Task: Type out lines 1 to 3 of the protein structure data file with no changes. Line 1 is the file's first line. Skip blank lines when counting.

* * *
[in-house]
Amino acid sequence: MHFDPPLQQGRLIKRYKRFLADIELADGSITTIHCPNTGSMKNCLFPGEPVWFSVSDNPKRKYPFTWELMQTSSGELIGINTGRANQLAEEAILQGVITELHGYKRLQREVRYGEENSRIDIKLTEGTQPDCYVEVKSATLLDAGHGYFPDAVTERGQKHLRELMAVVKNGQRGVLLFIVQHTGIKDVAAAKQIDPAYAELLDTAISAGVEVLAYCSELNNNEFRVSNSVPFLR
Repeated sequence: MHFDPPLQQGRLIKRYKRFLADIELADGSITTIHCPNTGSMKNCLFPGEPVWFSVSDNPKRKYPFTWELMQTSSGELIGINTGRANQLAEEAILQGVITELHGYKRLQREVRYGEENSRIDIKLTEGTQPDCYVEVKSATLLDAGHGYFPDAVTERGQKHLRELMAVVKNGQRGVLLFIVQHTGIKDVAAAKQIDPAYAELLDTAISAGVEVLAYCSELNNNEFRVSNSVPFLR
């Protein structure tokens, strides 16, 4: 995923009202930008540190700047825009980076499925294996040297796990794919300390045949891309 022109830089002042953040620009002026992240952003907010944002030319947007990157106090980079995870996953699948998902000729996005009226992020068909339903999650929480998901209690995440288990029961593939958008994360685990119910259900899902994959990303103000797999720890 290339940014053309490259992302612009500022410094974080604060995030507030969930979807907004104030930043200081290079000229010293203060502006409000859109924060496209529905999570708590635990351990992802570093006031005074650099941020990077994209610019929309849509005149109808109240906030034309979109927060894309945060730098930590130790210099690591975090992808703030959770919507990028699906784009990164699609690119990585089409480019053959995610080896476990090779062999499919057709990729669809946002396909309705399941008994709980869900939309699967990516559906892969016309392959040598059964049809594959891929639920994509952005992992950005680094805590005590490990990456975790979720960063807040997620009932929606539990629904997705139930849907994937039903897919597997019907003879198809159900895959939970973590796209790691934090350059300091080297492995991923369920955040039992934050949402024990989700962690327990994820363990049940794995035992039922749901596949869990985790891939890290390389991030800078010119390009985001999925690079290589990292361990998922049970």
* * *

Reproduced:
[in-house]
Amino acid sequence: MHFDPPLQQGRLIKRYKRFLADIELADGSITTIHCPNTGSMKNCLFPGEPVWFSVSDNPKRKYPFTWELMQTSSGELIGINTGRANQLAEEAILQGVITELHGYKRLQREVRYGEENSRIDIKLTEGTQPDCYVEVKSATLLDAGHGYFPDAVTERGQKHLRELMAVVKNGQRGVLLFIVQHTGIKDVAAAKQIDPAYAELLDTAISAGVEVLAYCSELNNNEFRVSNSVPFLR
Repeated sequence: MHFDPPLQQGRLIKRYKRFLADIELADGSITTIHCPNTGSMKNCLFPGEPVWFSVSDNPKRKYPFTWELMQTSSGELIGINTGRANQLAEEAILQGVITELHGYKRLQREVRYGEENSRIDIKLTEGTQPDCYVEVKSATLLDAGHGYFPDAVTERGQKHLRELMAVVKNGQRGVLLFIVQHTGIKDVAAAKQIDPAYAELLDTAISAGVEVLAYCSELNNNEFRVSNSVPFLR